Chaitanya is not known to have written anything himself except for a series of verses known as the Siksastaka, or "eight verses of instruction", which he had spoken, and were recorded by one of his close colleagues. The eight verses created by Chaitanya are considered to contain the complete philosophy of Gaudiya Vaishnavism in condensed form. Chaitanya requested a select few among his followers (who later came to be known as the Six Gosvamis of Vrindavan) to systematically present the theology of bhakti he had taught to them in their own writings. The six saints and theologians were Rupa Goswami, Sanatana Goswami, Gopala Bhatta Goswami, Raghunatha Bhatta Goswami, Raghunatha dasa Goswami and Jiva Goswami, a nephew of brothers Rupa and Sanatana. These individuals were responsible for systematising Gaudiya Vaishnava theology.
Narottama Dasa, Srinivasa Acarya and Syamananda Pandit were among the stalwarts of the second generation of Gaudiya Vaishnavism. Having studied under Jiva Goswami, they were instrumental in propagating the teachings of the Goswamis throughout Bengal, Odisha and other regions of Eastern India. Many among their associates, such as Ramacandra Kaviraja and Ganga Narayan Chakravarti, were also eminent teachers in their own right.
In the early 18th century Kalachand Vidyalankar, a disciple of Chaitanya, made his preachings popular in Bengal. He traveled throughout India popularizing the gospel of untouchability, social justice and mass education. He probably initiated 'Pankti Bhojon' and Krishna sankirtan in eastern part of Bengal. Several schools (sampradaya) have been practicing it for hundreds of years. Geetashree Chabi Bandyopadhyay and Radharani Devi are among many who achieved fame by singing kirtan. The Dalits in Bengal at that time neglected and underprivileged cast readily accepted his libertarian outlook and embraced the doctrine of Mahabrabhu. His disciples were known as Kalachandi Sampraday who inspired the people to irradiate illiteracy and castism. Many consider Kalachand as the Father of Rationalism in East Bengal (Purba Banga).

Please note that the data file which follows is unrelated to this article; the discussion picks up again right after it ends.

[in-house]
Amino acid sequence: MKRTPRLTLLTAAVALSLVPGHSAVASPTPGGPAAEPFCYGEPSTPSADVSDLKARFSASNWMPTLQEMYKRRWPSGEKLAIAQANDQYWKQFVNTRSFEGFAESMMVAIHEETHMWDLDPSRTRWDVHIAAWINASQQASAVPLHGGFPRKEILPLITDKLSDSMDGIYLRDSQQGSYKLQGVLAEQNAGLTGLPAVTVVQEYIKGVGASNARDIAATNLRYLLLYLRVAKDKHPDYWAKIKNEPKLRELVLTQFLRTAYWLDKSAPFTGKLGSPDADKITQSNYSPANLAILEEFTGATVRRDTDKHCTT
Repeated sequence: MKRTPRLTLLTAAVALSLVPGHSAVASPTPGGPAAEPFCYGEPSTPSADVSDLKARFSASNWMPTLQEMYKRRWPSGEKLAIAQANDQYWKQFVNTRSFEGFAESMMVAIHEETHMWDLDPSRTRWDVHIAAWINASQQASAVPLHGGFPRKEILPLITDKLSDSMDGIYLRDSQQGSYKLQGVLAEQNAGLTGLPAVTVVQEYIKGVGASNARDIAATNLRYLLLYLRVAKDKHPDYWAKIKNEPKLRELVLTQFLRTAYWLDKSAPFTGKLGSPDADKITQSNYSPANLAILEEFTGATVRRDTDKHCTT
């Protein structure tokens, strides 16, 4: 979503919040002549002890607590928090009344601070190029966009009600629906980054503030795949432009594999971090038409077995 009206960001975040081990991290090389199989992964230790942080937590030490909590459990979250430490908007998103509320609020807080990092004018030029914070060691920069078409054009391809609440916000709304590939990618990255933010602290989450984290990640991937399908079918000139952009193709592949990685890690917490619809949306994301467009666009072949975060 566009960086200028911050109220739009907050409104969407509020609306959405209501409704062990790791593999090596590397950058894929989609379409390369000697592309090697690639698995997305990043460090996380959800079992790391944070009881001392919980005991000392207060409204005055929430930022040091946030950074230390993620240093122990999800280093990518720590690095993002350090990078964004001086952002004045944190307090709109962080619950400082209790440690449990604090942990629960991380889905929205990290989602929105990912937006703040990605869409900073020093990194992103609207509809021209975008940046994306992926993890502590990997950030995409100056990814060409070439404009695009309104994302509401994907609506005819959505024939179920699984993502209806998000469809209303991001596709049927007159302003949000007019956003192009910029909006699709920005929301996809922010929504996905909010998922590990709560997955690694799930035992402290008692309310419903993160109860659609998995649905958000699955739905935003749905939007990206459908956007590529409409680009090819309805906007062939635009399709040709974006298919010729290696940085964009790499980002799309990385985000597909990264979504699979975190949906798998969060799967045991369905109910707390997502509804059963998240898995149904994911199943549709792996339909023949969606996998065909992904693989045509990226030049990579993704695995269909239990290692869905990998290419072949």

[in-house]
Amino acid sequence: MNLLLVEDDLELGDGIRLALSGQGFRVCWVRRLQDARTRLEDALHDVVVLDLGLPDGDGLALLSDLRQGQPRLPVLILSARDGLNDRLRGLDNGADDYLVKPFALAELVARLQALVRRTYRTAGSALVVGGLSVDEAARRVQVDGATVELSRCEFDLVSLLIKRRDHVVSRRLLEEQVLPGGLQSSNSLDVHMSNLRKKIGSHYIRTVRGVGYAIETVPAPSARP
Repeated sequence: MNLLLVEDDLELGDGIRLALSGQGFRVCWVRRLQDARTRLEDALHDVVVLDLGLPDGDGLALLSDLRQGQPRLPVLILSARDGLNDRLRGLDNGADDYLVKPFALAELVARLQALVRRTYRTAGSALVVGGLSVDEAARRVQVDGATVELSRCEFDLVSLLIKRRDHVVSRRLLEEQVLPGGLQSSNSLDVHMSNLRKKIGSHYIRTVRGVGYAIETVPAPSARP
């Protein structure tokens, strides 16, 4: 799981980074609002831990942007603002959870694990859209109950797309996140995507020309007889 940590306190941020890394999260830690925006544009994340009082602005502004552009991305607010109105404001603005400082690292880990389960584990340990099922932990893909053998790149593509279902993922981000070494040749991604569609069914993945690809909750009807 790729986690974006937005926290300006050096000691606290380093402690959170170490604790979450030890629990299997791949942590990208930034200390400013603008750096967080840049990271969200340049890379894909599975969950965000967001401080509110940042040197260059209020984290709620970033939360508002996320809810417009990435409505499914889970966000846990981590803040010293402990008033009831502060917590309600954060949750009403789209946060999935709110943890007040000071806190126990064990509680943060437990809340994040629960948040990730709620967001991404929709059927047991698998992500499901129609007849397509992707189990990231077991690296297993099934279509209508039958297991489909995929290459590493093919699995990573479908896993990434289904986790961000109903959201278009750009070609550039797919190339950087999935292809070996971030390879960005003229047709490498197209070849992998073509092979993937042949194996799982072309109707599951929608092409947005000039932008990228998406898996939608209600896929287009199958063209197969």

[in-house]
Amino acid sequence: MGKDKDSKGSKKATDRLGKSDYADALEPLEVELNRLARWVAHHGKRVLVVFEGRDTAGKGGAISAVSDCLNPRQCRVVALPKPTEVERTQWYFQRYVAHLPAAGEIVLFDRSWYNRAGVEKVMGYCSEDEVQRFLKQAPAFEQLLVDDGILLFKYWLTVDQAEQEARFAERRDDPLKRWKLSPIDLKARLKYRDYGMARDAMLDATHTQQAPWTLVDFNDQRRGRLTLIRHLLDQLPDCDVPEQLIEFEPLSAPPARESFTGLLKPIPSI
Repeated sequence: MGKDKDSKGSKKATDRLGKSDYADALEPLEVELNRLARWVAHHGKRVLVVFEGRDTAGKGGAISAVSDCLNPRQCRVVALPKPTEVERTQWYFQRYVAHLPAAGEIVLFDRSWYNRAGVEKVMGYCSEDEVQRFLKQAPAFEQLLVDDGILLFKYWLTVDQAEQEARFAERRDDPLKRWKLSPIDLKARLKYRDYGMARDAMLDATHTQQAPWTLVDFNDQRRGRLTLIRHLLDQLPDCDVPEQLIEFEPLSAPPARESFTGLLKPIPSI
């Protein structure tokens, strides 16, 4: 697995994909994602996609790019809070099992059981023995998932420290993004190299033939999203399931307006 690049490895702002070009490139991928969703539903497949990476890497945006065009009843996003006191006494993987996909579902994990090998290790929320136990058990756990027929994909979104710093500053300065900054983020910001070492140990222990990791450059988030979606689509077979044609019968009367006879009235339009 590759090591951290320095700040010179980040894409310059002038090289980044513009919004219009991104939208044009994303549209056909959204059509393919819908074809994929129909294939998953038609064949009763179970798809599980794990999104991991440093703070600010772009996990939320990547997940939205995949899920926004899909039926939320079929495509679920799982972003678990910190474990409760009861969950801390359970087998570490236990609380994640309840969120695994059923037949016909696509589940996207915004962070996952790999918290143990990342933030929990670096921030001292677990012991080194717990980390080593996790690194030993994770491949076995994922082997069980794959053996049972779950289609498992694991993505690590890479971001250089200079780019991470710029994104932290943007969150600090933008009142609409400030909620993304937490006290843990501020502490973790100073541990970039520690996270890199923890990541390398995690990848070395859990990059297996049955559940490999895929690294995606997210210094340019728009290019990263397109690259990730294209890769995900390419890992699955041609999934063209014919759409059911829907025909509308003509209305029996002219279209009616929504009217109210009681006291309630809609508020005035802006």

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The festival of Kheturi, presided over by Jahnava Thakurani, the wife of Nityananda, was the first time the leaders of the various branches of Chaitanya's followers assembled together. Through such festivals, members of the loosely organised tradition became acquainted with other branches along with their respective theological and practical nuances. Around these times, the disciples and descendants of Nityananda and Advaita Acharya, headed by Virabhadra and Krishna Mishra respectively, started their family lineages (vamsa) to maintain the tradition. The vamsa descending from Nityananda through his son Virabhadra forms the most prominent branch of the modern Gaudiya tradition, though descendants of Advaita, along with the descendants of many other associates of Chaitanya, maintain their following especially in the rural areas of Bengal. Gopala Guru Goswami, a young associate of Chaitanya and a follower of Vakresvara Pandit, founded another branch based in Odisha. The writings of Gopala, along with those of his disciple Dhyanacandra Goswami, have had a substantial influence on the methods of internal worship in the tradition.
From the very beginning of Chaitanya's bhakti movement in Bengal, Haridasa Thakur and others Muslim or Hindu by birth were the participants. Sri Ramakrishna Paramahamsa, the great sage of Dakshineswar, who lived in the 19th century, emphasized the bhakti marga of Chaitanya mahaprabu, whom he referred to as "Gauranga." (The Gospel of Sri Ramakrishna). This openness received a boost from Bhaktivinoda Thakura's broad-minded vision in the late 19th century and was institutionalised by Bhaktisiddhanta Sarasvati in his Gaudiya Matha in the 20th century. In the 20th century the teachings of Chaitanya were brought to the West by Prabhupada, a representative of Bhaktisiddhanta Sarasvati branch of Chaitanya's tradition. Prabhupada founded his movement known as The International Society for Krishna Consciousness (ISKCON) to spread Chaitanya's teachings throughout the world. Saraswata gurus and acharyas, members of the Goswami lineages and several other Hindu sects which revere Chaitanya Mahaprabhu, including devotees from the major Vaishnava holy places in Mathura District, West Bengal and Odisha, also established temples dedicated to Krishna and Chaitanya outside India in the closing decades of the 20th century. In the 21st century Vaishnava bhakti is now also being studied through the academic medium of Krishnology in a number of academic institutions.